There was a rustle in the huge Simpoh air (Dillenia suffroticosa) bushes (more like trees) as I was heading back from the mangroves at Admiralty Park.
There were several little monkeys in there foraging for their breakfast!
The Simpoh air fruit splits open to reveal succulent red seeds.
These seeds are also eaten by birds, and the monkeys must come early to get their share before they are all gone.
This little monkey was reaching for another bunch of succulent seeds in the newly opened fruits.
As he was stuffing his face with a bunch already in his hand!
I sneak in closer. He examines the opened fruit.
To pick out the fleshy seeds.
Or simply jams the whole thing into his mouth.
Another little guy clambers down a tree to reach for an open fruit.
Then rushes up the tree, where he examines and eats his find.
He's really intent on his breakfast.
The monkeys probably swallow some, if not all, the seeds as they eat. Eventually, these seeds will emerge somewhere else, with a nice helping of monkey poo to help the seeds grow into new Simpoh air bushes. In this way, the monkeys help to regenerate the forest.
Another little monkey browses not only at the fruits.
But also examines dried leaves for any protein titbits.
High up in the taller trees, bigger monkeys were also foraging for their natural food. Only the littlest monkeys could reach the Simpoh air fruits that emerge from slender branches.
Our wild Long-tailed macaques (Macaca fascicularis) are not starving. There is plenty of natural food for them in our forests. Foraging requires experience and monkeys learn how to do this from their mothers. As they eat from the forest, they help to regenerate the forest too.
When humans feed monkeys, this natural order is upset. The monkeys become aggressive towards humans, ignore their natural food, fail to teach their young ones how to forage and everything falls apart. For what seems to be innocent pleasure of humans feeding wildlife, the monkeys and the forest pay with their lives.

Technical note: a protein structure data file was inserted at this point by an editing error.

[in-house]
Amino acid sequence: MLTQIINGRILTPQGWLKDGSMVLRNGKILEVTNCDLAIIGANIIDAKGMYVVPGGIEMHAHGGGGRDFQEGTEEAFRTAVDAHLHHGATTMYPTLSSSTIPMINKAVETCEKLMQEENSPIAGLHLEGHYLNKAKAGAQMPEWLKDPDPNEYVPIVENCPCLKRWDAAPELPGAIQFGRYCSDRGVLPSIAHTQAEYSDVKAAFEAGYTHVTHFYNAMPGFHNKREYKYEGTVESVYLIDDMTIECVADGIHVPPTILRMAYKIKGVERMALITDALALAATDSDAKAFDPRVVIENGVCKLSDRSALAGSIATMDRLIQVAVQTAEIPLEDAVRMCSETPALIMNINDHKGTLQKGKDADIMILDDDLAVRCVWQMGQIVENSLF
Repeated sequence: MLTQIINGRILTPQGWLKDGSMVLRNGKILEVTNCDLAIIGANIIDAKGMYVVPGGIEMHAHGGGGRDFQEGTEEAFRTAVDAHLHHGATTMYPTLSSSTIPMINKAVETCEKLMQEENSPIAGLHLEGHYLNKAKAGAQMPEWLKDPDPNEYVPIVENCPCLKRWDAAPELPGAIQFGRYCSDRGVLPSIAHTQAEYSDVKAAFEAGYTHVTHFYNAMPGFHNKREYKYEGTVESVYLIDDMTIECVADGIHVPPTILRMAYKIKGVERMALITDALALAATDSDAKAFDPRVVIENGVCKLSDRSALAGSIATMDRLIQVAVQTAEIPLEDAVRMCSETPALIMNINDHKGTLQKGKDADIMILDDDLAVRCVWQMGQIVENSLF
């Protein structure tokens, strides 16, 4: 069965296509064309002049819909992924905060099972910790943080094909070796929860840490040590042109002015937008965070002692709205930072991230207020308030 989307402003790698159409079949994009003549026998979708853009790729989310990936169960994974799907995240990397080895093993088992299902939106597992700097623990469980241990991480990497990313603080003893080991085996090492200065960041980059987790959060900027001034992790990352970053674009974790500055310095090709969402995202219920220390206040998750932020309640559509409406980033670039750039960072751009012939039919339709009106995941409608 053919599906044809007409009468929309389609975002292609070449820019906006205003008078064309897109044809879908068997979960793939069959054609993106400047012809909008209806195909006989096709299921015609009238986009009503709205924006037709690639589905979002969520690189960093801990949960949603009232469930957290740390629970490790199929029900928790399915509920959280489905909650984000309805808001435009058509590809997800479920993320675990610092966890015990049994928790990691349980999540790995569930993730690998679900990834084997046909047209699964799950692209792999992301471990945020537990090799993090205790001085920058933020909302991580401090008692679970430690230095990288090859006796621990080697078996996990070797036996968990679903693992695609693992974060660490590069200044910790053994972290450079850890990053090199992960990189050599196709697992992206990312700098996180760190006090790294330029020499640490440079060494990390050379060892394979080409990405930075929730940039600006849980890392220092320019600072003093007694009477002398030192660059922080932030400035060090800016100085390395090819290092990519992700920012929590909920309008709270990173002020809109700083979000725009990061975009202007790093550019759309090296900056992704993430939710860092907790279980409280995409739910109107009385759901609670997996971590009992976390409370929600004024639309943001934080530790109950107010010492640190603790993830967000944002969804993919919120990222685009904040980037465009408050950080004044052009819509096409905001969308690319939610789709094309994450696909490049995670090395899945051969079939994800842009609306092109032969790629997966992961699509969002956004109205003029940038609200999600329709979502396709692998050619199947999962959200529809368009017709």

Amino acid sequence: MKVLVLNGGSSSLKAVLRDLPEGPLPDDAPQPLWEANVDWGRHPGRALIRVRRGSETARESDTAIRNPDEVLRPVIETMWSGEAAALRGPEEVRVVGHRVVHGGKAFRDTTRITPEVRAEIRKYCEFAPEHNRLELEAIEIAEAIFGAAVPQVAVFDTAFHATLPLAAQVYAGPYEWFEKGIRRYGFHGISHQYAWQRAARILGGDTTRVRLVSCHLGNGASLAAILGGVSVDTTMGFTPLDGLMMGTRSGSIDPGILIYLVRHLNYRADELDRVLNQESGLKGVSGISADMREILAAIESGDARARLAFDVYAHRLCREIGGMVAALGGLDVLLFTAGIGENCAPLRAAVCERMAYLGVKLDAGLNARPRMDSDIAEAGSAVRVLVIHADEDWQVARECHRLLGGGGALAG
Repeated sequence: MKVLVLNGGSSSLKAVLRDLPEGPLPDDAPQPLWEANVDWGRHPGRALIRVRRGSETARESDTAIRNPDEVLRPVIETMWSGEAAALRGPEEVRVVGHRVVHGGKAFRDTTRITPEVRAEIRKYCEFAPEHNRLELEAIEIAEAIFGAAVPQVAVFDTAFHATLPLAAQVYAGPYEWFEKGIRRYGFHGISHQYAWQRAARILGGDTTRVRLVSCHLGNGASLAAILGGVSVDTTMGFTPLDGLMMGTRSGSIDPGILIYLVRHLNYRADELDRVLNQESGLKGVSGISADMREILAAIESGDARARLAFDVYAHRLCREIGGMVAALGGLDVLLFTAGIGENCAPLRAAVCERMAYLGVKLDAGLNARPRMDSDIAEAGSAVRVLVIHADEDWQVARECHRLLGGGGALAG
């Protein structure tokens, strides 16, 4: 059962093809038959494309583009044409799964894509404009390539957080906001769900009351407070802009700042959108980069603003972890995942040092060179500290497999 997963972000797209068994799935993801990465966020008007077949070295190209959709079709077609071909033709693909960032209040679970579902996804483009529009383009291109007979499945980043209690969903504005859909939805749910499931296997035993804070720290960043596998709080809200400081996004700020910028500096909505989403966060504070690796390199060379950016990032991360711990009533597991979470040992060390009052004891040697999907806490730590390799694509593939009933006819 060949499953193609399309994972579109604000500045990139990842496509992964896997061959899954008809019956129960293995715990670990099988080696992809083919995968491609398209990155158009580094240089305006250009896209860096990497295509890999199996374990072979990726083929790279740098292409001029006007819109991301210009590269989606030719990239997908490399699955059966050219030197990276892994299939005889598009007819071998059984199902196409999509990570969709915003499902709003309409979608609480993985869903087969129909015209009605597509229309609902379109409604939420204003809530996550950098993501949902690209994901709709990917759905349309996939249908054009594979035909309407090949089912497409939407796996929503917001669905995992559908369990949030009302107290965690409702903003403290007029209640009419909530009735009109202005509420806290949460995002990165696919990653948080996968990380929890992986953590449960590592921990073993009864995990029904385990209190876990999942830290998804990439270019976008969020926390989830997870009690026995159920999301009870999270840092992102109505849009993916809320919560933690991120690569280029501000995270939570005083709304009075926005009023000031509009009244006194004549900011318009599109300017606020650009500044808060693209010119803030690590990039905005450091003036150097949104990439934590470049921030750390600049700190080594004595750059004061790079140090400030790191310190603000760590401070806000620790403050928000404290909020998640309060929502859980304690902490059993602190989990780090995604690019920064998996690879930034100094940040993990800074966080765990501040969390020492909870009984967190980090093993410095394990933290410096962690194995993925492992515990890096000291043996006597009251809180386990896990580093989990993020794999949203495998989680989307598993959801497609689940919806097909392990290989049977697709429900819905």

These facts are clearly outlined in displays at the Park. Click on the image for a bigger view. Here's more about why we should NOT feed the monkeys.
In addition to a bunch of other damaging things we should avoid doing in our Parks.
It is sad, to me, that humans have to be reminded of basic natural courtesies and how to behave responsibly in the forest.
But I think all these reminders are having an effect. Because the monkeys at Admiralty Park were behaving naturally. They didn't disturb any of the people walking along the trails. In fact, the only response I saw in a monkey was aggression when a woman walked past with her dog on a leash (Oops, I think dogs are not allowed in the Park, because they disturb wildlife!).
And a monkey scolded me by chattering when I touched a fruit to take a photo of it!
How marvellous to see wild monkeys in harmony with the forest and human forest users. I hope things stay this way.